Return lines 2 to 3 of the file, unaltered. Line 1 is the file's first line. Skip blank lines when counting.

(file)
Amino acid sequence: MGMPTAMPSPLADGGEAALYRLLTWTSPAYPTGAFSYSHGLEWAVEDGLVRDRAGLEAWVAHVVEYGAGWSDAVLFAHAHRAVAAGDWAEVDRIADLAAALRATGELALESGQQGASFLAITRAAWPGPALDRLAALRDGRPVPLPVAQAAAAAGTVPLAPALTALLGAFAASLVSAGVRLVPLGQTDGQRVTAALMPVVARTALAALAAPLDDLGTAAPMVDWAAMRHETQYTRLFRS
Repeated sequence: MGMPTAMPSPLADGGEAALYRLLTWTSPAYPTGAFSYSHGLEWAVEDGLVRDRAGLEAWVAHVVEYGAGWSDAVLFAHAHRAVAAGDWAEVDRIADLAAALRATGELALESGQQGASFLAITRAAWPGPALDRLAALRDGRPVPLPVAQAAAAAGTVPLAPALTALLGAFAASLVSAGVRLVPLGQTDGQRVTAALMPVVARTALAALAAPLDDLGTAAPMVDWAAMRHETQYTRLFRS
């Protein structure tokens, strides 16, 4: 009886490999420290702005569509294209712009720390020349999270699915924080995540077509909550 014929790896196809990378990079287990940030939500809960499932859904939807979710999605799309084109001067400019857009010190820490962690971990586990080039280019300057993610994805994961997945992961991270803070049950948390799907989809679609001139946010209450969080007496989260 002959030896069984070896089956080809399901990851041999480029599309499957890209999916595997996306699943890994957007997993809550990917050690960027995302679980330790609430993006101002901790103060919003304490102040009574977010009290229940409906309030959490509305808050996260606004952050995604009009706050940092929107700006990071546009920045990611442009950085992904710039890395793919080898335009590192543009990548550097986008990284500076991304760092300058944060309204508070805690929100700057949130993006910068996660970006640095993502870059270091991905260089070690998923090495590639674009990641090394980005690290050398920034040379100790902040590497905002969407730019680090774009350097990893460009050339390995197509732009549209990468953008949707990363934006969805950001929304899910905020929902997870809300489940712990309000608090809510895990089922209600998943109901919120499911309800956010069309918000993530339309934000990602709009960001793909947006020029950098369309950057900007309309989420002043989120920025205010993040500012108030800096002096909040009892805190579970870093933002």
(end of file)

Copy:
Repeated sequence: MGMPTAMPSPLADGGEAALYRLLTWTSPAYPTGAFSYSHGLEWAVEDGLVRDRAGLEAWVAHVVEYGAGWSDAVLFAHAHRAVAAGDWAEVDRIADLAAALRATGELALESGQQGASFLAITRAAWPGPALDRLAALRDGRPVPLPVAQAAAAAGTVPLAPALTALLGAFAASLVSAGVRLVPLGQTDGQRVTAALMPVVARTALAALAAPLDDLGTAAPMVDWAAMRHETQYTRLFRS
């Protein structure tokens, strides 16, 4: 009886490999420290702005569509294209712009720390020349999270699915924080995540077509909550 014929790896196809990378990079287990940030939500809960499932859904939807979710999605799309084109001067400019857009010190820490962690971990586990080039280019300057993610994805994961997945992961991270803070049950948390799907989809679609001139946010209450969080007496989260 002959030896069984070896089956080809399901990851041999480029599309499957890209999916595997996306699943890994957007997993809550990917050690960027995302679980330790609430993006101002901790103060919003304490102040009574977010009290229940409906309030959490509305808050996260606004952050995604009009706050940092929107700006990071546009920045990611442009950085992904710039890395793919080898335009590192543009990548550097986008990284500076991304760092300058944060309204508070805690929100700057949130993006910068996660970006640095993502870059270091991905260089070690998923090495590639674009990641090394980005690290050398920034040379100790902040590497905002969407730019680090774009350097990893460009050339390995197509732009549209990468953008949707990363934006969805950001929304899910905020929902997870809300489940712990309000608090809510895990089922209600998943109901919120499911309800956010069309918000993530339309934000990602709009960001793909947006020029950098369309950057900007309309989420002043989120920025205010993040500012108030800096002096909040009892805190579970870093933002």